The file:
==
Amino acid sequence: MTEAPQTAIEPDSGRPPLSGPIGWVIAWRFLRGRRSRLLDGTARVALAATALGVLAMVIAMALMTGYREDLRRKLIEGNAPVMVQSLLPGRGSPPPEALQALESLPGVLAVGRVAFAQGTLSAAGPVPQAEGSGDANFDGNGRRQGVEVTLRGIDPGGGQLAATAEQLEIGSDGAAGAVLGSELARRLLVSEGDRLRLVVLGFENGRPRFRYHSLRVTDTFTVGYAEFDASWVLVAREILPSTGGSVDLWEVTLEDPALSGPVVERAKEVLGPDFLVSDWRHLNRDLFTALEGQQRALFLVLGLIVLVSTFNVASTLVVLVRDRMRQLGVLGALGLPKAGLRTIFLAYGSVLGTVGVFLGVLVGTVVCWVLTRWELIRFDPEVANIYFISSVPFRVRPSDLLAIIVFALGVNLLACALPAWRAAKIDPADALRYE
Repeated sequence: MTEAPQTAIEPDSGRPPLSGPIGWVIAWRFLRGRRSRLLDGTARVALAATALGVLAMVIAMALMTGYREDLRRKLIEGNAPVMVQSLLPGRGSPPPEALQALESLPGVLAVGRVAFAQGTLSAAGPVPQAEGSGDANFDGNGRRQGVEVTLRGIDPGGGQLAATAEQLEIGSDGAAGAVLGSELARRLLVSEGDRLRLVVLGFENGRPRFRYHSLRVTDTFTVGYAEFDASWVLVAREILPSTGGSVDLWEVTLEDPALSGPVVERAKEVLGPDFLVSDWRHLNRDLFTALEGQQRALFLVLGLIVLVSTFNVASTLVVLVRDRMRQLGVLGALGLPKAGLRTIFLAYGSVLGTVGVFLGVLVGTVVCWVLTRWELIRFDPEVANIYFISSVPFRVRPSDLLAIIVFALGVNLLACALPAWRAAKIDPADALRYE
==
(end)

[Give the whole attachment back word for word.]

Amino acid sequence: MTEAPQTAIEPDSGRPPLSGPIGWVIAWRFLRGRRSRLLDGTARVALAATALGVLAMVIAMALMTGYREDLRRKLIEGNAPVMVQSLLPGRGSPPPEALQALESLPGVLAVGRVAFAQGTLSAAGPVPQAEGSGDANFDGNGRRQGVEVTLRGIDPGGGQLAATAEQLEIGSDGAAGAVLGSELARRLLVSEGDRLRLVVLGFENGRPRFRYHSLRVTDTFTVGYAEFDASWVLVAREILPSTGGSVDLWEVTLEDPALSGPVVERAKEVLGPDFLVSDWRHLNRDLFTALEGQQRALFLVLGLIVLVSTFNVASTLVVLVRDRMRQLGVLGALGLPKAGLRTIFLAYGSVLGTVGVFLGVLVGTVVCWVLTRWELIRFDPEVANIYFISSVPFRVRPSDLLAIIVFALGVNLLACALPAWRAAKIDPADALRYE
Repeated sequence: MTEAPQTAIEPDSGRPPLSGPIGWVIAWRFLRGRRSRLLDGTARVALAATALGVLAMVIAMALMTGYREDLRRKLIEGNAPVMVQSLLPGRGSPPPEALQALESLPGVLAVGRVAFAQGTLSAAGPVPQAEGSGDANFDGNGRRQGVEVTLRGIDPGGGQLAATAEQLEIGSDGAAGAVLGSELARRLLVSEGDRLRLVVLGFENGRPRFRYHSLRVTDTFTVGYAEFDASWVLVAREILPSTGGSVDLWEVTLEDPALSGPVVERAKEVLGPDFLVSDWRHLNRDLFTALEGQQRALFLVLGLIVLVSTFNVASTLVVLVRDRMRQLGVLGALGLPKAGLRTIFLAYGSVLGTVGVFLGVLVGTVVCWVLTRWELIRFDPEVANIYFISSVPFRVRPSDLLAIIVFALGVNLLACALPAWRAAKIDPADALRYE